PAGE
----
1. Emotional Abuse questions EMAB_Q04, EMAB_Q05, EMAB_Q11, EMAB_Q12, EMAB_Q13 all refer to the notion of "control", which harks back to the totally fictional and unempirical "Power and Control" model of family violence, which totally ignored female violence and focussed solely on male violence. These also questions stigmatise some cultural norms according to which the roles of men and women are supposed to be different. Often this would involve immigrant families, whose females would be subjected to Feminist propaganda in the education sector and workplace, etc., but the males had an expectation, on which the marriage had been based, that the family would lead a Non-Feminist existence. It is racist and sexist to characterise as "emotional abuse" efforts by males in such families to enforce the cultural norms which informed the marriage at its inception. There are five (5) of these questions which refer to "control" out of a total of only eight (8) substantive questions about types of emotional abuse..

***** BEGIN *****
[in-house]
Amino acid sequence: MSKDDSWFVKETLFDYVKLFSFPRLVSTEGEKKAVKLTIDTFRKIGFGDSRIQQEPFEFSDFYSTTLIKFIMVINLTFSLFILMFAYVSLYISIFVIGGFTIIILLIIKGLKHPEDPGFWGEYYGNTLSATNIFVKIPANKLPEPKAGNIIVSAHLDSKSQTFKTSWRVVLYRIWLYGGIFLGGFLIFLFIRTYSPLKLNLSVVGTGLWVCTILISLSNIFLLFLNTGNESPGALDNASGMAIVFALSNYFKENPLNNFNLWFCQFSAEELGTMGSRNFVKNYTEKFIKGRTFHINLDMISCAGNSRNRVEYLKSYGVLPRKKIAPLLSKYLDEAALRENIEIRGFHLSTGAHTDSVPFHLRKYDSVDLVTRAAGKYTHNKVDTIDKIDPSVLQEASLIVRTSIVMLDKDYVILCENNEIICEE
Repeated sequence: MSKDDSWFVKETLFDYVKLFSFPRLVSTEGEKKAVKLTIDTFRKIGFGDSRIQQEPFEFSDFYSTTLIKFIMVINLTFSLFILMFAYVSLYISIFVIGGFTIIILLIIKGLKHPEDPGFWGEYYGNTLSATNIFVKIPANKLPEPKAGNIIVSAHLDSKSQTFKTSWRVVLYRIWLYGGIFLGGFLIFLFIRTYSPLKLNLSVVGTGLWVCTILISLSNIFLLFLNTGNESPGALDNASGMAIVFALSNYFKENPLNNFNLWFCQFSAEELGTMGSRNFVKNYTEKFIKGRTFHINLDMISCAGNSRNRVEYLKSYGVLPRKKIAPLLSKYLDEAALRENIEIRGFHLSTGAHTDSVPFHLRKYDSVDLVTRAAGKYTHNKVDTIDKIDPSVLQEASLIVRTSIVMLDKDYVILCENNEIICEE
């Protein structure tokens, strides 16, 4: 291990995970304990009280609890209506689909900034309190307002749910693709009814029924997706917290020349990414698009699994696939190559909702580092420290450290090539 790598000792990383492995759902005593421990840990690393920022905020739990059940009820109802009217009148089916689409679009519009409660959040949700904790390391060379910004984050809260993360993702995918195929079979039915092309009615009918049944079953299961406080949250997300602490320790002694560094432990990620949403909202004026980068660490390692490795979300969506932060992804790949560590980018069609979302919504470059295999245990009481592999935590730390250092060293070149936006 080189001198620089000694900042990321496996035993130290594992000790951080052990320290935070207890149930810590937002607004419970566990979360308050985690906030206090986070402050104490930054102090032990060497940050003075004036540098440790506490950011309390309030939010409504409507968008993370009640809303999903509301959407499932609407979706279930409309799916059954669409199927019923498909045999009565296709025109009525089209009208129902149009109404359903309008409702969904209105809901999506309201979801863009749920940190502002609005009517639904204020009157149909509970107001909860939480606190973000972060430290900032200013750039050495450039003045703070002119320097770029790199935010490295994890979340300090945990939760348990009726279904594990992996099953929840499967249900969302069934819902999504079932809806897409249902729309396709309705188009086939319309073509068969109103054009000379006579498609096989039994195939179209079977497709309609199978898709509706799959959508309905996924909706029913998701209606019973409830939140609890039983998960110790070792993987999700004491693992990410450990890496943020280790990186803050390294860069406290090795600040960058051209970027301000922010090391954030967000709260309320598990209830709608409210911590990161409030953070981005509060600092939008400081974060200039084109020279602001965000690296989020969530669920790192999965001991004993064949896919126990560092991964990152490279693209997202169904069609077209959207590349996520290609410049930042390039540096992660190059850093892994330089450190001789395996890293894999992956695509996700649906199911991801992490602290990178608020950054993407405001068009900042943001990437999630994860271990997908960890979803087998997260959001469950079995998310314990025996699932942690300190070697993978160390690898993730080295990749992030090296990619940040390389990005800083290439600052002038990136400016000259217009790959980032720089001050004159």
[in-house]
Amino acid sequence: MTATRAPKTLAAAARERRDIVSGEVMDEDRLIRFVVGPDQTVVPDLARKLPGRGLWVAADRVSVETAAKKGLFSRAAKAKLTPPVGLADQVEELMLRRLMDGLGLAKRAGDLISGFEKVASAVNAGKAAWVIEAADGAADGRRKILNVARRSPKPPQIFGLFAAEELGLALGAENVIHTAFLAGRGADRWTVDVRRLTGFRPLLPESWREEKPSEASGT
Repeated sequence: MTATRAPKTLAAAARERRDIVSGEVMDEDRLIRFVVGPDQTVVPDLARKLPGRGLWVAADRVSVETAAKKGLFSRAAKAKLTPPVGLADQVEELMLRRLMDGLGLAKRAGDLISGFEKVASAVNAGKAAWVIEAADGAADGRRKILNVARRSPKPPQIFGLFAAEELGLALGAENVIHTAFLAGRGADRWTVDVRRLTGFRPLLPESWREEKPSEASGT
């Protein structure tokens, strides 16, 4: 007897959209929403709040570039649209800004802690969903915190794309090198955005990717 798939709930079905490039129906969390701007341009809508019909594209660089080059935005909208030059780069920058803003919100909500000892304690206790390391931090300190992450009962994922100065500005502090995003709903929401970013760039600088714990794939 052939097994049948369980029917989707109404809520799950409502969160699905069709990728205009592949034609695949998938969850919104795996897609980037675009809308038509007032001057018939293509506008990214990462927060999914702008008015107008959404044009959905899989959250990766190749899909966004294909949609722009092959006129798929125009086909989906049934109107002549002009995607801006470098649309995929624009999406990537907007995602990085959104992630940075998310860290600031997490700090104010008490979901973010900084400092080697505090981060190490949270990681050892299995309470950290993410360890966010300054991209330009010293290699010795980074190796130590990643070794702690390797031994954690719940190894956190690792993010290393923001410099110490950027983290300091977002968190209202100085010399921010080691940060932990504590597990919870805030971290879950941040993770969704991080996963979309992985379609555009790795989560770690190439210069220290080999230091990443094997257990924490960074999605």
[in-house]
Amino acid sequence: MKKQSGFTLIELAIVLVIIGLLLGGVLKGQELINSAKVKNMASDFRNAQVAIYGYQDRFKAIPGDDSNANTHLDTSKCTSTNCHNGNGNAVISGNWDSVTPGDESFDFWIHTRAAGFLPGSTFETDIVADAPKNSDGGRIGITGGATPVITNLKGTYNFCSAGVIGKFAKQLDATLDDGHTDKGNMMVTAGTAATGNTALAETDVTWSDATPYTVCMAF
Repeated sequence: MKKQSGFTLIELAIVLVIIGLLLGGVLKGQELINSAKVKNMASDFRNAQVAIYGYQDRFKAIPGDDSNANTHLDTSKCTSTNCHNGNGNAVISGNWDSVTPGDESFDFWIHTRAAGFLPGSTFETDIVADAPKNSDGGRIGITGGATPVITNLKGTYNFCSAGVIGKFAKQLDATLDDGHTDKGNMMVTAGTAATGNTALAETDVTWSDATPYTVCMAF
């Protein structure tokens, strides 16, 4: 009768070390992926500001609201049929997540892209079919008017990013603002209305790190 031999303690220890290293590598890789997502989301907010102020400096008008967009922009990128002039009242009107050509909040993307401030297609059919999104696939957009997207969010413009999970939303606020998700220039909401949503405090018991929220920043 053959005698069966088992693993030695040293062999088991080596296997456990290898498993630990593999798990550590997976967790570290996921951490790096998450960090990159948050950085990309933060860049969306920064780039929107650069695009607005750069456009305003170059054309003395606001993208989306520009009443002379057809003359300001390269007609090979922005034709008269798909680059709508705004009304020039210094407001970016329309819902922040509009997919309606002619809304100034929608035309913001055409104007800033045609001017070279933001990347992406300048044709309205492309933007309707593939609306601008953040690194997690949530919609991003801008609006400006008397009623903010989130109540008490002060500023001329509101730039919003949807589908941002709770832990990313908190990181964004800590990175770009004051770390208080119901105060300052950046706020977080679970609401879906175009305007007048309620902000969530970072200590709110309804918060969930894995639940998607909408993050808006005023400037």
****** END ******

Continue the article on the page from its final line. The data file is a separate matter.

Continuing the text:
2. Emotional Abuse question EMAB_Q06 specifically asks about the intent of a third party, e.g. "Shouted, yelled or verbally abused you to intimidate you." It mentions intent in three sub-questions altogether. However, no one can be certain about the intent of another person. Conclusions about another person's intentions are at best speculative, rather than factual. Typically, such judgments may ignore the feelings of the other person, who may themselves have been subjected to abuse by the person answering the questionnaire. Such judgments about intentions probably focus on the person's own feelings and project (rightly or wrongly) onto the other party an intention to produce those feelings.

  3. Emotional Abuse question EMAB_Q19 asks specifically about "anxiety" and "fear", which are emotions which are more characteristic of females than of males. Men lead harder lives than women do and cannot afford to indulge in the emotionalism, screaming and crying that females apparently use to attract sympathy and assistance. There are several other sorts of negative emotions that a male might experience when subjected to physical or emotional abuse and these are not asked about in the questionnaire.